Our Favorite Feminist Books of All Time

While researching our upcoming book, The Feminist Bombshell, we’ve picked up a lot of feminist classics — and realized that the best books hit us at deeper levels each time we re-read them throughout our lives. Here, a few that have particularly re-ignited our feminist fires. Perhaps they’ll do the same for you:

Manifesta: Young Women, Feminism, and the Future, by Jennifer Baumgardner and Amy Richards: Released in 2000 (and re-released for its tenth anniversary), this comprehensive guide to feminism past and present proved that the movement was alive and well at the turn of the millennium while inspiring thousands of new Third Wavers. Bonus: an exhaustive resource list to help you find causes, publications, and organizations to put your activism into action.

Women, Race, & Class, by Angela Y. Davis: This socialist-leaning analysis of the racism behind the women’s movement — and the classism behind both the Civil Rights and women’s movements — is as mind-blowing today as it was when it was written in 1981. Alas, even our feminist heroes, including Margaret Sanger and Elizabeth Cady Stanton, leaned on racism to push their own agendas. More importantly, phenomena that Davis succinctly dissects, such as “the myth of the black rapist,” are as relevant now as they were then.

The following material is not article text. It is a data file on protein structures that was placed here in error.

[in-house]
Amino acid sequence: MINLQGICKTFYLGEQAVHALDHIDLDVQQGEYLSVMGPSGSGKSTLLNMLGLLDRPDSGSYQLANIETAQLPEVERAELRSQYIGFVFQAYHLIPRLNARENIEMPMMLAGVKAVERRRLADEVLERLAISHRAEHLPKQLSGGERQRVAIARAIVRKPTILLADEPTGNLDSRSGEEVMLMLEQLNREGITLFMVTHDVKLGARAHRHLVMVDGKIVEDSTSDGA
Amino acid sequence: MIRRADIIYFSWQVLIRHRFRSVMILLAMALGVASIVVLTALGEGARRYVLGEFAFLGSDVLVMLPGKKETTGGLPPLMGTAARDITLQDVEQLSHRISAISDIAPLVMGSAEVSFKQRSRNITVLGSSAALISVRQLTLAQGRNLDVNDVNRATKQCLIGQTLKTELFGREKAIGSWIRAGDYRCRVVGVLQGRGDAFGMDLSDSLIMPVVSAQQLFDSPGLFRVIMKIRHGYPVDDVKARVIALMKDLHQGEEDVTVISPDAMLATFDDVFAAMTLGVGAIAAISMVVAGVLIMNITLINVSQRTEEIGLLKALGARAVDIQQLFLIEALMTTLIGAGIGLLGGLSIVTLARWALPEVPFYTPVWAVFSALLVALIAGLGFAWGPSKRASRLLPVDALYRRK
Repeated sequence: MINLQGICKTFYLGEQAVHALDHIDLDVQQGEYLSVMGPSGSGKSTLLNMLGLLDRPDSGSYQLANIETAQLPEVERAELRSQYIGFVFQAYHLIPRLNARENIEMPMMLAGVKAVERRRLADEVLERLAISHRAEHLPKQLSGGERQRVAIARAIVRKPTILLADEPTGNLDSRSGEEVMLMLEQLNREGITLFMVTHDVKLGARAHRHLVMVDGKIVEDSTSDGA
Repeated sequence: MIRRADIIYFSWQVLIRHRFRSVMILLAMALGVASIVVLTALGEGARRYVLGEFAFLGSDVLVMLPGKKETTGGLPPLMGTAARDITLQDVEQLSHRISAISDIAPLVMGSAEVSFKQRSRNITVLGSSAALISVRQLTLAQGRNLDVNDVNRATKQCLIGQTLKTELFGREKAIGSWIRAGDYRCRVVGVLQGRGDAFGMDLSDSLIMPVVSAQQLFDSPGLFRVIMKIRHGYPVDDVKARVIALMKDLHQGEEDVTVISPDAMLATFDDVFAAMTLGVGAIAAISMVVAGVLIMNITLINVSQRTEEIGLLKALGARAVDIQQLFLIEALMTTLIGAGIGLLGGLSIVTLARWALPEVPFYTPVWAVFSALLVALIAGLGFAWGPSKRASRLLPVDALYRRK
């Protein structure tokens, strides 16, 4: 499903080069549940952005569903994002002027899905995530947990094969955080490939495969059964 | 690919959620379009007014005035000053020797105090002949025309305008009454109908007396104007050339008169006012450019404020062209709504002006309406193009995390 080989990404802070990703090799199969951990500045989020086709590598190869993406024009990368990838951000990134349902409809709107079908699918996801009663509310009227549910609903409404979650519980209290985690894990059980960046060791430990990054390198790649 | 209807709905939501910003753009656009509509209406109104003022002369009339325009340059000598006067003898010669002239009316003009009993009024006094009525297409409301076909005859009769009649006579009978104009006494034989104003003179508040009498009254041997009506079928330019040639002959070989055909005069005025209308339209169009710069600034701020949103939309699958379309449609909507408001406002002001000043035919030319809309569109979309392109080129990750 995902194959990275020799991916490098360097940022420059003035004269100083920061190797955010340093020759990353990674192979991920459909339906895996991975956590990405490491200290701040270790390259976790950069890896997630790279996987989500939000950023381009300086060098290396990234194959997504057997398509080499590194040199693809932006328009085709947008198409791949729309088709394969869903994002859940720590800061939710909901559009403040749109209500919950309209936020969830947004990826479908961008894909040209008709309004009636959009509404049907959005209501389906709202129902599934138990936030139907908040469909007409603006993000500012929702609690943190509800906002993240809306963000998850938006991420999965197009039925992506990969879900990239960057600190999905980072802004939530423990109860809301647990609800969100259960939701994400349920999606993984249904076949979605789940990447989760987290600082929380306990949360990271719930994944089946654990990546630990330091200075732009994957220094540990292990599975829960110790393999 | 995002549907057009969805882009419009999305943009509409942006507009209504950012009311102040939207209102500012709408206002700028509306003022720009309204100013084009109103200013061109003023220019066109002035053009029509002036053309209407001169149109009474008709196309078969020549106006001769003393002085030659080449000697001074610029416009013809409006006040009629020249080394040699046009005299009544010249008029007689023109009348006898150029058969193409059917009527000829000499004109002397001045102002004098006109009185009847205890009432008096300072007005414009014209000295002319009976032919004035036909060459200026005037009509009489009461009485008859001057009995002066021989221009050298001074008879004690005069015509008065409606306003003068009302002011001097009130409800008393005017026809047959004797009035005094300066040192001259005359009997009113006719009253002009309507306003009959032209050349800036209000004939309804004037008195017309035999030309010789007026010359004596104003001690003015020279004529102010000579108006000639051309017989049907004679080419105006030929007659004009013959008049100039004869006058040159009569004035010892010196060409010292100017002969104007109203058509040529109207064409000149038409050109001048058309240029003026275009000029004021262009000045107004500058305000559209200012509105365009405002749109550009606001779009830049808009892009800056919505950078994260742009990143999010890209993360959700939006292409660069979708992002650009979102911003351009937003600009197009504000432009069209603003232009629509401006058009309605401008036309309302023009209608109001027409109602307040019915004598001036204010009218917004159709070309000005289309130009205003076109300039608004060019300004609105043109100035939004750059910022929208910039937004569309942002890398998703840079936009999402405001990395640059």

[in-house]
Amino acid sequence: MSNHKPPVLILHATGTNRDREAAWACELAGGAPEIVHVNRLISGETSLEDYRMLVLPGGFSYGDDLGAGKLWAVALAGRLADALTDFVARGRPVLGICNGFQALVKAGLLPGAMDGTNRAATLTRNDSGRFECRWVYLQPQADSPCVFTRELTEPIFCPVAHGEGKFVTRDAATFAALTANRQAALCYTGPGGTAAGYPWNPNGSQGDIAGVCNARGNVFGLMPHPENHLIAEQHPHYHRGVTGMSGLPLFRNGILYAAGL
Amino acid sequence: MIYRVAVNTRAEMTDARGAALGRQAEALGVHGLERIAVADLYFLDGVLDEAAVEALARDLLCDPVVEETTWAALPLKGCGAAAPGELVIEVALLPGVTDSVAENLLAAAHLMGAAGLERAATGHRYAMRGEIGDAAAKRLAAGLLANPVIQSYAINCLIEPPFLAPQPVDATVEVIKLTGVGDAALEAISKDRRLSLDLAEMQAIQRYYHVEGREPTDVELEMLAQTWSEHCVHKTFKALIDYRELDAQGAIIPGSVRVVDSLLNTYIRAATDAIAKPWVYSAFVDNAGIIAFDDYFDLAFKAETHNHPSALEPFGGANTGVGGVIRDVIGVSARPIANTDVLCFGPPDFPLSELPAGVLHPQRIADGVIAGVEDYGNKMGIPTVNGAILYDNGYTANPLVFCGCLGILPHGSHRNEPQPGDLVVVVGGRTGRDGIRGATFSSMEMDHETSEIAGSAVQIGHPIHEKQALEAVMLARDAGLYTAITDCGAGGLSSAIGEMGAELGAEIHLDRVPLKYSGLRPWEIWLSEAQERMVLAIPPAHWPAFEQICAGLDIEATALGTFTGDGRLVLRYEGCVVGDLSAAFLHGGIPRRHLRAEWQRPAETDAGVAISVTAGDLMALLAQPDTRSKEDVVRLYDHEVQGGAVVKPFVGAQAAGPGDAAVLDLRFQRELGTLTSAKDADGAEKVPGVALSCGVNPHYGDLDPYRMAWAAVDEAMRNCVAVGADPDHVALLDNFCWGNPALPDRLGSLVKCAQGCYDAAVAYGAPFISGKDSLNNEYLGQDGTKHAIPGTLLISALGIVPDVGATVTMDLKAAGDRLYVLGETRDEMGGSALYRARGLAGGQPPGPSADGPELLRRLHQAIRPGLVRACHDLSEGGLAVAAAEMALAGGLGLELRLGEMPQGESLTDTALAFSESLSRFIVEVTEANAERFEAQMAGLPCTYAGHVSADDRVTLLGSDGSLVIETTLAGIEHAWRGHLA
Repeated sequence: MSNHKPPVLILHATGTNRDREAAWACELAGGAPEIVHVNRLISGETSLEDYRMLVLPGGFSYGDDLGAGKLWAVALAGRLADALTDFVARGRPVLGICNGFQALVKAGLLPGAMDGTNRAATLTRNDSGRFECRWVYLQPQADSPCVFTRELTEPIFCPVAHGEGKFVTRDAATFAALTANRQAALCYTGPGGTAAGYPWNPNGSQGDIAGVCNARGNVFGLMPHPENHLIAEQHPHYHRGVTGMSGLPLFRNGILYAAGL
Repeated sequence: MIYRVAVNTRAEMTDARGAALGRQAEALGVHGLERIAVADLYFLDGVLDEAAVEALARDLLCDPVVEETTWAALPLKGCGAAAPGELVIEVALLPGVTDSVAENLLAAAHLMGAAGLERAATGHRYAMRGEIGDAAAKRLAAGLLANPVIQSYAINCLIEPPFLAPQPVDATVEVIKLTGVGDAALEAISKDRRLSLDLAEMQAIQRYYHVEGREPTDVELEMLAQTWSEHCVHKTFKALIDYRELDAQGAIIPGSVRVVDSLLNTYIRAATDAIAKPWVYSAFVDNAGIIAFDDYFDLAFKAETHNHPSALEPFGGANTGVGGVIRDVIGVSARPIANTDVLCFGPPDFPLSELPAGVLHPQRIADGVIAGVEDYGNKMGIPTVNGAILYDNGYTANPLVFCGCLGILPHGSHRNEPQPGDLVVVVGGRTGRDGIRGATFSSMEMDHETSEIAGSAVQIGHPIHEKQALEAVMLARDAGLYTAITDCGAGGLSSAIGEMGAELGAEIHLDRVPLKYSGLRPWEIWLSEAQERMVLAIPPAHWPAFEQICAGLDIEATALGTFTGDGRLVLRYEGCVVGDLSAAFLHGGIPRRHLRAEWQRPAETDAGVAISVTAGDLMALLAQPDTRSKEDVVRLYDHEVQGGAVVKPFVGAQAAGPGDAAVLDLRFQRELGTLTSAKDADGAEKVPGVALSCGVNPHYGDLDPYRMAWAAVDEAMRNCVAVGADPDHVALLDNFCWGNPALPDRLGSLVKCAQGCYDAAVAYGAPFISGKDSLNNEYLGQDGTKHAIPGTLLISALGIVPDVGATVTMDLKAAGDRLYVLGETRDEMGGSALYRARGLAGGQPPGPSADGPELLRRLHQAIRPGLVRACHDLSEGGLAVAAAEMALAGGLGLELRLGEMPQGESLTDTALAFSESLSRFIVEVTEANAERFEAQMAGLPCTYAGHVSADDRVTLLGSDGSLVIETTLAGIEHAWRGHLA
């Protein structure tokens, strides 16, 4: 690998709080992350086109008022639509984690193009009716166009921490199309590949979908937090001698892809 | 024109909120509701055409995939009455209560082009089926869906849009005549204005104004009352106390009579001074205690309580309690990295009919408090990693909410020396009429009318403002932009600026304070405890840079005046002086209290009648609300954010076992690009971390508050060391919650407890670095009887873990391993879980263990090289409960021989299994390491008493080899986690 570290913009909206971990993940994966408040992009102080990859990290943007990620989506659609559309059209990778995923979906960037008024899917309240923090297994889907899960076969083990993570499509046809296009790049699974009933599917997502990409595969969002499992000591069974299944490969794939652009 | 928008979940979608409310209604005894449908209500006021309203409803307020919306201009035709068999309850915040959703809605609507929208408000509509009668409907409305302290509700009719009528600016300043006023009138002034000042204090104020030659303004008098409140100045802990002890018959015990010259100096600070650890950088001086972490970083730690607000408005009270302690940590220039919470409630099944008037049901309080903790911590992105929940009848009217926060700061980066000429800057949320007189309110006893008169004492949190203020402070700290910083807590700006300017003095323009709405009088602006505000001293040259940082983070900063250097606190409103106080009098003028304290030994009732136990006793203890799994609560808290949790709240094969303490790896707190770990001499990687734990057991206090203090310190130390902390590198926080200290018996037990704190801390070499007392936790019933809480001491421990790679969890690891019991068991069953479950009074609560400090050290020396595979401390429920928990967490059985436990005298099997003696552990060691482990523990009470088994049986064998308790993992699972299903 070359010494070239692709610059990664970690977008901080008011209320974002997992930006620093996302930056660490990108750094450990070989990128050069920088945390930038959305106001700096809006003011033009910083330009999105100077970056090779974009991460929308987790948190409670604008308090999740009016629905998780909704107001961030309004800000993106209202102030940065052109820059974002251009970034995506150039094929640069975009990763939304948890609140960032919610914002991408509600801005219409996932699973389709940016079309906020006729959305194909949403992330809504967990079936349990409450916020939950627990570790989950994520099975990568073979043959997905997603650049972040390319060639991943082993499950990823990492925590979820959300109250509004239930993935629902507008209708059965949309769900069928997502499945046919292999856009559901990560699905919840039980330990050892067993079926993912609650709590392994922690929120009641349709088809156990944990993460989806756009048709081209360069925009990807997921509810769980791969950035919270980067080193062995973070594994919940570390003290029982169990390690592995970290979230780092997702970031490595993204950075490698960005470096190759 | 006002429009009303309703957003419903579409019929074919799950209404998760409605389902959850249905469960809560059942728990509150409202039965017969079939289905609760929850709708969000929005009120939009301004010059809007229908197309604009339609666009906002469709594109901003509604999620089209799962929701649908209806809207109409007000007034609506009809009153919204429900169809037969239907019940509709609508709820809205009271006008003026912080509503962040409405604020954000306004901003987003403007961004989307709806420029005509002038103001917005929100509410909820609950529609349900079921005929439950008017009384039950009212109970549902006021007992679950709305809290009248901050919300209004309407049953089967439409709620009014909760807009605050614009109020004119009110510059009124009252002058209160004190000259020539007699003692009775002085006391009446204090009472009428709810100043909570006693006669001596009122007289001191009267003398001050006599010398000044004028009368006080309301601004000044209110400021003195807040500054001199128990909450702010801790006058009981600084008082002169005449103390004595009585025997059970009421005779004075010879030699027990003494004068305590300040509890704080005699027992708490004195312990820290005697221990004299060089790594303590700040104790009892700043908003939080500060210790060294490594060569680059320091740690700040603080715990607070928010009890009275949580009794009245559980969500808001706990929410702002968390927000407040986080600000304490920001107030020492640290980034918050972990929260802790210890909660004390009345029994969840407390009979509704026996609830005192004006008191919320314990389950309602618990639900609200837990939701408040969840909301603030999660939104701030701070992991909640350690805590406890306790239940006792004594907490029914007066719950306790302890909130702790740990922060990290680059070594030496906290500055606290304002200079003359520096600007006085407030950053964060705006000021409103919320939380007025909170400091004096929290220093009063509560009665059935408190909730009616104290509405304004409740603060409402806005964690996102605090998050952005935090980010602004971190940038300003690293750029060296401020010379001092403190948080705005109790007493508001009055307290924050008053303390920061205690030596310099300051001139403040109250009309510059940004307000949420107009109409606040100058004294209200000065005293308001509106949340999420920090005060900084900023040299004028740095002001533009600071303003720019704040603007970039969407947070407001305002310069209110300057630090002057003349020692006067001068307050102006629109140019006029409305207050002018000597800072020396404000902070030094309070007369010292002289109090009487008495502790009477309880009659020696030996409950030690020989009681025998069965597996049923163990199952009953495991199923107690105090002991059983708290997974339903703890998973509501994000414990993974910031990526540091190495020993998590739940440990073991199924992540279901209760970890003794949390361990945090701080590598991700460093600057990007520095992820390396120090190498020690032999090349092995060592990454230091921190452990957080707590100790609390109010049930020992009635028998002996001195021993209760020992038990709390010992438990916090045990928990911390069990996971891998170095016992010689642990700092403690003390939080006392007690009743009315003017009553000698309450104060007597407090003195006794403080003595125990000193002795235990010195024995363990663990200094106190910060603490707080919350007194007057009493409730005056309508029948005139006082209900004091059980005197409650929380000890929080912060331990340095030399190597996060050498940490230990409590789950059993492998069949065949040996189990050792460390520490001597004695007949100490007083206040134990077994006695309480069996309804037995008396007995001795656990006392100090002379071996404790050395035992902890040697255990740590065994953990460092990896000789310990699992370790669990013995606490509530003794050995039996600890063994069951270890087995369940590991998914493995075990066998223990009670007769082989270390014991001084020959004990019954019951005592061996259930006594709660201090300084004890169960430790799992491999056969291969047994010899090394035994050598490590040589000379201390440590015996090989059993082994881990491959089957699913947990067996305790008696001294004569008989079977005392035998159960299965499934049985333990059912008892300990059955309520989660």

Backlash: The Undeclared War Against Women, by Susan Faludi: This 1991 classic made the case that a media-driven assault on women’s rights was taking back the gains made by the feminist movement of the 1970s. As with Women, Race, & Class, perhaps the most infuriating thing about this book is its continuing relevance. “Feminism is dead” stories, female-centric consumerist culture, and conservative female “feminists” who want to take away women’s rights while bolstering their own media profiles are all more prevalent than ever. Sigh.

Female Chauvinist Pigs: Women and the Rise of Raunch Culture, by Ariel Levy: This controversial 2005 book takes young women to task for, essentially, exploiting themselves to save patriarchy the trouble. For taking down a new manifestation of false “empowerment,” we salute this as a new classic.

A Room of One’s Own, by Virginia Woolf: The pioneering 1929 work had a simple but powerful message: To thrive creatively, women need space, time, and ideally a little money for their efforts. We’re still struggling to get all three!


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